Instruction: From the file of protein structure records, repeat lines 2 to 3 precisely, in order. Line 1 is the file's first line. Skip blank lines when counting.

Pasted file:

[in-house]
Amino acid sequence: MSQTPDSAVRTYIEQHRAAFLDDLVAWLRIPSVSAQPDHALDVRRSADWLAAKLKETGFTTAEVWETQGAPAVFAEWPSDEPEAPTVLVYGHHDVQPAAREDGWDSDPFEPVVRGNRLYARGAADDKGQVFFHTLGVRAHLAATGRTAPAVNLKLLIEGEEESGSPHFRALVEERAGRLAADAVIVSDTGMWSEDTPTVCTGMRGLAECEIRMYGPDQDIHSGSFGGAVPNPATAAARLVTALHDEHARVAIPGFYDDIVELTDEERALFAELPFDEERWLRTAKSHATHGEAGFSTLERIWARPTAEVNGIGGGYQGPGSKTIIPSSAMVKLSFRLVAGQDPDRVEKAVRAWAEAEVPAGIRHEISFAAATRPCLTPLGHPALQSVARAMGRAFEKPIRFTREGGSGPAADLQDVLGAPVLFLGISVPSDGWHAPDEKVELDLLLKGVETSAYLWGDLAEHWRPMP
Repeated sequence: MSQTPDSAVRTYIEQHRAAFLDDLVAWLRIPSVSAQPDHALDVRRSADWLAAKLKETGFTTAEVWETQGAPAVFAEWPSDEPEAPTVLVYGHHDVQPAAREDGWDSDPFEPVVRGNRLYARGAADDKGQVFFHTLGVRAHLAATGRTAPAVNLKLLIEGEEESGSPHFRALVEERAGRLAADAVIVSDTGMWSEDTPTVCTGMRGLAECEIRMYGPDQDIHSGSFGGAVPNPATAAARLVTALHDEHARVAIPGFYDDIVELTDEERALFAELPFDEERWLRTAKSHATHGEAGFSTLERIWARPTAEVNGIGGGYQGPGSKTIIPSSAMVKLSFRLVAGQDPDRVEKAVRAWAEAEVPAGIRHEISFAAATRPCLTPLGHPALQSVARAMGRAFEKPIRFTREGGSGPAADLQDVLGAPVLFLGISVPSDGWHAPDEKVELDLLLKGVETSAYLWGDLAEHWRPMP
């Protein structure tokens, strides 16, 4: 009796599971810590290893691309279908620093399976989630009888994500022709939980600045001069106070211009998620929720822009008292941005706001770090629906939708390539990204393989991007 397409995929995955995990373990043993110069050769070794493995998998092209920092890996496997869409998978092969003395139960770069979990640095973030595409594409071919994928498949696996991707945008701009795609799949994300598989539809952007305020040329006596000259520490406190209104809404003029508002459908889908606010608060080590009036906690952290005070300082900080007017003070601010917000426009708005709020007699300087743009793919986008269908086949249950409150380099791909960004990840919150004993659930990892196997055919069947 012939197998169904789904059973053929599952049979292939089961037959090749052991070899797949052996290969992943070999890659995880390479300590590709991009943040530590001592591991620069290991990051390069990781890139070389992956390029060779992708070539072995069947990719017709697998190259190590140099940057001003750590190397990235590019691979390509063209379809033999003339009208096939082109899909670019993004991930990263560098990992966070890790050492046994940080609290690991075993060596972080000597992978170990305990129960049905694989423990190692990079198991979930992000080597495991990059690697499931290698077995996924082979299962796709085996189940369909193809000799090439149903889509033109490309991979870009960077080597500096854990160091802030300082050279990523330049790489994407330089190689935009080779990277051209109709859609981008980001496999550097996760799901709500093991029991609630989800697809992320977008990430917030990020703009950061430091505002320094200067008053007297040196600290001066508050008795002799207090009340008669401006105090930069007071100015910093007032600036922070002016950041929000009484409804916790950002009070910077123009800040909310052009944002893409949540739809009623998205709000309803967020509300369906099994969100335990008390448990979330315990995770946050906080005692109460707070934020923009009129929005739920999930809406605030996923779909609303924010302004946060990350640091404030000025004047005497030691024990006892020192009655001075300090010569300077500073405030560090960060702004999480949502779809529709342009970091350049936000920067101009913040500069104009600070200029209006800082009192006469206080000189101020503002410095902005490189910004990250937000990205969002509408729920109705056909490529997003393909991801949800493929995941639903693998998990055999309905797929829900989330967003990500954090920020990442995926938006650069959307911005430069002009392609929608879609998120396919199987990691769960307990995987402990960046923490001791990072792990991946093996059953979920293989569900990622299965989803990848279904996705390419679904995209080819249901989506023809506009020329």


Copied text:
Amino acid sequence: MSQTPDSAVRTYIEQHRAAFLDDLVAWLRIPSVSAQPDHALDVRRSADWLAAKLKETGFTTAEVWETQGAPAVFAEWPSDEPEAPTVLVYGHHDVQPAAREDGWDSDPFEPVVRGNRLYARGAADDKGQVFFHTLGVRAHLAATGRTAPAVNLKLLIEGEEESGSPHFRALVEERAGRLAADAVIVSDTGMWSEDTPTVCTGMRGLAECEIRMYGPDQDIHSGSFGGAVPNPATAAARLVTALHDEHARVAIPGFYDDIVELTDEERALFAELPFDEERWLRTAKSHATHGEAGFSTLERIWARPTAEVNGIGGGYQGPGSKTIIPSSAMVKLSFRLVAGQDPDRVEKAVRAWAEAEVPAGIRHEISFAAATRPCLTPLGHPALQSVARAMGRAFEKPIRFTREGGSGPAADLQDVLGAPVLFLGISVPSDGWHAPDEKVELDLLLKGVETSAYLWGDLAEHWRPMP
Repeated sequence: MSQTPDSAVRTYIEQHRAAFLDDLVAWLRIPSVSAQPDHALDVRRSADWLAAKLKETGFTTAEVWETQGAPAVFAEWPSDEPEAPTVLVYGHHDVQPAAREDGWDSDPFEPVVRGNRLYARGAADDKGQVFFHTLGVRAHLAATGRTAPAVNLKLLIEGEEESGSPHFRALVEERAGRLAADAVIVSDTGMWSEDTPTVCTGMRGLAECEIRMYGPDQDIHSGSFGGAVPNPATAAARLVTALHDEHARVAIPGFYDDIVELTDEERALFAELPFDEERWLRTAKSHATHGEAGFSTLERIWARPTAEVNGIGGGYQGPGSKTIIPSSAMVKLSFRLVAGQDPDRVEKAVRAWAEAEVPAGIRHEISFAAATRPCLTPLGHPALQSVARAMGRAFEKPIRFTREGGSGPAADLQDVLGAPVLFLGISVPSDGWHAPDEKVELDLLLKGVETSAYLWGDLAEHWRPMP